In much the same way that Anton Chekhov established himself as the literary archivist of late-19th and early-20th-century Russia, playwright-director Richard Nelson has completed an achievement easily remarkable enough to establish him as a chronicler of our own era. On Election Night 2016, his Women of a Certain Age opened at The Public Theater in New York, concluding a trilogy — which began with Hungry and What Did You Expect? — about a middle-class Rhinebeck, NY family. With these plays, Nelson beautifully illustrates how one particular American family stratum lives in our day and age.
The three-part opus is called The Gabriels: Election Year in the Life of One Family. More significantly, Nelson conjoins this trilogy to an earlier 2010 tetralogy, also set in Rhinebeck, called The Apple Family Plays, which consisted of That Hopey Changey Thing, Sweet and Low, Sorry and Regular Singing.
All the plays take place in real time on the night they open at the Public. This year, patrons watched the Gabriels gather around their kitchen table to prepare dinner and talk about anything and everything that affects them directly. Their often-nervous banter includes confessions, admissions and, less often, some boasts about their personal lives and the lives of the nation and the globe.
The kitchen table is where Mary Gabriel (Maryann Plunkett), a retired doctor and widow of playwright Thomas Gabriel, hosts her mother-in-law, Patricia Gabriel (Roberta Maxwell); her piano teaching and cabinet-making brother-in-law, George Maxwell (Jay O. Sanders); her costume designer sister-in-law, Joyce (Amy Warren); George’s wife, Hannah (Lynn Hawley), who is a hotel cleaning lady; and Karin (Meg Gibson), Thomas Gabriel’s first wife, an actress who rents a room from Mary.
The irresistible thing about the Gabriels is how widely their conversation ranges. Audience members who have seen the trilogy in its entirety know that Mary still mourns Thomas; that George and Hannah have a fractious relationship with their (unseen) son, Paulie; that Patricia and Joyce have longstanding mother-daughter issues that they attempt to disguise; that finances all around are iffy; that George and Hannah have their home on the market; that the family piano had to be sold, despite George’s devotion to it; that Karin remains a sometimes questionable member of the family.
All of these situations are brought up to date as Mary and the others go about the business of dinner — readying a main course of shepherd’s pie; never settling on the sort of salad they want; and selecting the cookie cutters for dessert. (The working stove, refrigerator and sink are prominent on the set designed by Susan Hilferty and Jason Ardizzone-West, which gives new meaning to “kitchen-sink drama.”)
Needless to say, the Trump-Clinton presidential contest is one of the topics raised and dropped during the play. “It’s Election Day,” Mary says. “We should be talking about that.” And they do — for example, a reference to “Hillary in Pennsylvania.” On a related subject, George asks, “What does right have to do with anything?” Karin brings up a one-woman show she’s preparing. Mary speculates about a possible election outcome that the Gabriels don’t want — which is likened to going to a cliff, holding hands and jumping.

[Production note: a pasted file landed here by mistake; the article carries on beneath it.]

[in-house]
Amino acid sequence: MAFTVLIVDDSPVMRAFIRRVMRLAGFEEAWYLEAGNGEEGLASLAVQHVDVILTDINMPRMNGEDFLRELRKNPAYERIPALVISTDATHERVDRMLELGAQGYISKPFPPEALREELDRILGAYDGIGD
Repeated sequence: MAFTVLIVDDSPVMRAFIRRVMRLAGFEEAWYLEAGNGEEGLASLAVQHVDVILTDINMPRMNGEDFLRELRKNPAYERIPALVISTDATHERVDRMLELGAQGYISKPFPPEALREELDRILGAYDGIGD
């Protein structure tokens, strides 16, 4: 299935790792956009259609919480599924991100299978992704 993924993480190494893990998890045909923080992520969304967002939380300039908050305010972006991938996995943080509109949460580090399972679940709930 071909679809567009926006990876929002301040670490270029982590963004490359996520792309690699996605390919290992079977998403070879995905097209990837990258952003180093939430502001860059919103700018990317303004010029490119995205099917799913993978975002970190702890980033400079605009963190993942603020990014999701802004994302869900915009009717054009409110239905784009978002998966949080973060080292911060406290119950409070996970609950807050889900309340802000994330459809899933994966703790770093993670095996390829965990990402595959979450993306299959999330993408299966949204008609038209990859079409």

If there’s one element in Nelson’s surpassing work that doesn’t entirely compute, it’s ironically the time spent on such topics. A case could be made that with this year’s nationwide bout, the Gabriels represent the kind of family caught up more compulsively in the frenzied and fervent goings-on than they appear to be. Perhaps Nelson — who commenced the trilogy long before he could have imagined the election results — couldn’t keep up with so much topical updating. For instance, there’s no inclusion of the name James Comey.
Nonetheless, Nelson’s accomplishment as a playwright is matched by his accomplishment as a director. The six-person cast is a model of naturalistic acting; there is no first-among-equals. Though it could be argued that Nelson favors Mary — a woman who, having lost her husband and ended her professional career, no longer has any fixed idea of what she wants to do next.
As a matter of theatrical fact, Mary is the only character who nearly loses control as frustration and anger overcome her — just as she did in What Did You Expect? Plunkett, alone on stage as Women of a Certain Age finishes, remains the emblem — an uncertain one — of Nelson’s vision. She is worthy of playing such an emblem.
Mary also delivers Nelson’s first speech, asking “Who’s there?” Those are also the opening words of Hamlet. Nelson, devilishly sly when he wants to be, later brings up Hamlet again. What Mary doesn’t say, but what many audience members may think, is that in our now-upended political climate, “Who’s there?” is a question we should all be making.
The play begins and ends with many measures of a single song: “Until We Get There,” by Lucius. It includes the lyric, “Is this the time for one more try at a happy life?” How pertinent to the Gabriels. How prescient of Nelson to borrow it. It may become an anthem of our times.